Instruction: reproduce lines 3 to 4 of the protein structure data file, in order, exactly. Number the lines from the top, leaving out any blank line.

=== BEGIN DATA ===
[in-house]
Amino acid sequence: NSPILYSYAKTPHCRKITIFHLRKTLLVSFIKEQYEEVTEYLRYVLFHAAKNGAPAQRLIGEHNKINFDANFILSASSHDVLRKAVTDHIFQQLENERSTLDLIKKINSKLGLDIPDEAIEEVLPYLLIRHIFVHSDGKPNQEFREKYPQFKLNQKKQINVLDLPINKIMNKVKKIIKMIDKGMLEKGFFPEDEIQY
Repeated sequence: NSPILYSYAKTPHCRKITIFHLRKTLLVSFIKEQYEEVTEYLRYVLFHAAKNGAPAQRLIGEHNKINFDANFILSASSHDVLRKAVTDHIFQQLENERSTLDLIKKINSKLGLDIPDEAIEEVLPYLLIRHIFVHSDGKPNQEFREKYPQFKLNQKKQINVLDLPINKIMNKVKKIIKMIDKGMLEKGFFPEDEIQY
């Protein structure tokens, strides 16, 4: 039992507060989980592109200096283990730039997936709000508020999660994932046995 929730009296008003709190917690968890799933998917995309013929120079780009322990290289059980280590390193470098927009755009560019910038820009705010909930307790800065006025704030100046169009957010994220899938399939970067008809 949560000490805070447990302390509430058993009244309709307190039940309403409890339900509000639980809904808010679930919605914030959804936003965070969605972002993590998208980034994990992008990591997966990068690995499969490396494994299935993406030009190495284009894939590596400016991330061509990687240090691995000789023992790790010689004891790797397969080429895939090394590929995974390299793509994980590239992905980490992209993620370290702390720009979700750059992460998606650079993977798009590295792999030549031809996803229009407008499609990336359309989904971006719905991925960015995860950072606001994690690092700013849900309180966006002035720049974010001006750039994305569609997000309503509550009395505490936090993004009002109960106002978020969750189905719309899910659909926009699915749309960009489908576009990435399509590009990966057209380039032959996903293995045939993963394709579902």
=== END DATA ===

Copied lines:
Repeated sequence: NSPILYSYAKTPHCRKITIFHLRKTLLVSFIKEQYEEVTEYLRYVLFHAAKNGAPAQRLIGEHNKINFDANFILSASSHDVLRKAVTDHIFQQLENERSTLDLIKKINSKLGLDIPDEAIEEVLPYLLIRHIFVHSDGKPNQEFREKYPQFKLNQKKQINVLDLPINKIMNKVKKIIKMIDKGMLEKGFFPEDEIQY
């Protein structure tokens, strides 16, 4: 039992507060989980592109200096283990730039997936709000508020999660994932046995 929730009296008003709190917690968890799933998917995309013929120079780009322990290289059980280590390193470098927009755009560019910038820009705010909930307790800065006025704030100046169009957010994220899938399939970067008809 949560000490805070447990302390509430058993009244309709307190039940309403409890339900509000639980809904808010679930919605914030959804936003965070969605972002993590998208980034994990992008990591997966990068690995499969490396494994299935993406030009190495284009894939590596400016991330061509990687240090691995000789023992790790010689004891790797397969080429895939090394590929995974390299793509994980590239992905980490992209993620370290702390720009979700750059992460998606650079993977798009590295792999030549031809996803229009407008499609990336359309989904971006719905991925960015995860950072606001994690690092700013849900309180966006002035720049974010001006750039994305569609997000309503509550009395505490936090993004009002109960106002978020969750189905719309899910659909926009699915749309960009489908576009990435399509590009990966057209380039032959996903293995045939993963394709579902």